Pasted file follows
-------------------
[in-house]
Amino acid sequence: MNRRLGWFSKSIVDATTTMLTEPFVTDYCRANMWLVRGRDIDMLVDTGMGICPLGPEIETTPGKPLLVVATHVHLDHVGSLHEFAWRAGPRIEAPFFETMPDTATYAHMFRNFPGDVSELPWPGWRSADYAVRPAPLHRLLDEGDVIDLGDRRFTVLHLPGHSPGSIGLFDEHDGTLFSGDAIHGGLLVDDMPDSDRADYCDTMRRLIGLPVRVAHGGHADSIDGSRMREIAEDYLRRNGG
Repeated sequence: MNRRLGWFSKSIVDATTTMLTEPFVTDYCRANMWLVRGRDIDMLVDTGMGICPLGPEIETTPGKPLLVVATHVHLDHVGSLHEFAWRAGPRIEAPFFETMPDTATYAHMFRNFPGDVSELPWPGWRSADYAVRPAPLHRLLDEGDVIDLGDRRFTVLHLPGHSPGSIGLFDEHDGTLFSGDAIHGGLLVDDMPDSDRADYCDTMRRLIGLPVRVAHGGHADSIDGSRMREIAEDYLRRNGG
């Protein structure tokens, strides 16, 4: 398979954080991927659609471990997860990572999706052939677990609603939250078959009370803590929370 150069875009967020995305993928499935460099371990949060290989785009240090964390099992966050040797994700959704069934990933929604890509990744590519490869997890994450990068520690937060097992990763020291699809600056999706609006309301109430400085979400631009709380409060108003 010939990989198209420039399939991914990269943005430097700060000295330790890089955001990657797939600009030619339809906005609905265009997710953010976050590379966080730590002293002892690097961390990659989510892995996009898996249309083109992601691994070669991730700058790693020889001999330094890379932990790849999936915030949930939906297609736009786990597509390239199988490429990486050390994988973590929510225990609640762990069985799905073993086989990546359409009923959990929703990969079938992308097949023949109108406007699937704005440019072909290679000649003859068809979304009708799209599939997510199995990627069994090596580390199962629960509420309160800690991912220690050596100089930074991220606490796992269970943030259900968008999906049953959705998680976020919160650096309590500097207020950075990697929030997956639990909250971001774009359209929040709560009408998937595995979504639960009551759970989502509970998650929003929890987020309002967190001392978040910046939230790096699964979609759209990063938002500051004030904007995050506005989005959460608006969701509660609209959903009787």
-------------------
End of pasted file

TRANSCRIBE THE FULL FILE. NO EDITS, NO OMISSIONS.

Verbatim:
[in-house]
Amino acid sequence: MNRRLGWFSKSIVDATTTMLTEPFVTDYCRANMWLVRGRDIDMLVDTGMGICPLGPEIETTPGKPLLVVATHVHLDHVGSLHEFAWRAGPRIEAPFFETMPDTATYAHMFRNFPGDVSELPWPGWRSADYAVRPAPLHRLLDEGDVIDLGDRRFTVLHLPGHSPGSIGLFDEHDGTLFSGDAIHGGLLVDDMPDSDRADYCDTMRRLIGLPVRVAHGGHADSIDGSRMREIAEDYLRRNGG
Repeated sequence: MNRRLGWFSKSIVDATTTMLTEPFVTDYCRANMWLVRGRDIDMLVDTGMGICPLGPEIETTPGKPLLVVATHVHLDHVGSLHEFAWRAGPRIEAPFFETMPDTATYAHMFRNFPGDVSELPWPGWRSADYAVRPAPLHRLLDEGDVIDLGDRRFTVLHLPGHSPGSIGLFDEHDGTLFSGDAIHGGLLVDDMPDSDRADYCDTMRRLIGLPVRVAHGGHADSIDGSRMREIAEDYLRRNGG
């Protein structure tokens, strides 16, 4: 398979954080991927659609471990997860990572999706052939677990609603939250078959009370803590929370 150069875009967020995305993928499935460099371990949060290989785009240090964390099992966050040797994700959704069934990933929604890509990744590519490869997890994450990068520690937060097992990763020291699809600056999706609006309301109430400085979400631009709380409060108003 010939990989198209420039399939991914990269943005430097700060000295330790890089955001990657797939600009030619339809906005609905265009997710953010976050590379966080730590002293002892690097961390990659989510892995996009898996249309083109992601691994070669991730700058790693020889001999330094890379932990790849999936915030949930939906297609736009786990597509390239199988490429990486050390994988973590929510225990609640762990069985799905073993086989990546359409009923959990929703990969079938992308097949023949109108406007699937704005440019072909290679000649003859068809979304009708799209599939997510199995990627069994090596580390199962629960509420309160800690991912220690050596100089930074991220606490796992269970943030259900968008999906049953959705998680976020919160650096309590500097207020950075990697929030997956639990909250971001774009359209929040709560009408998937595995979504639960009551759970989502509970998650929003929890987020309002967190001392978040910046939230790096699964979609759209990063938002500051004030904007995050506005989005959460608006969701509660609209959903009787």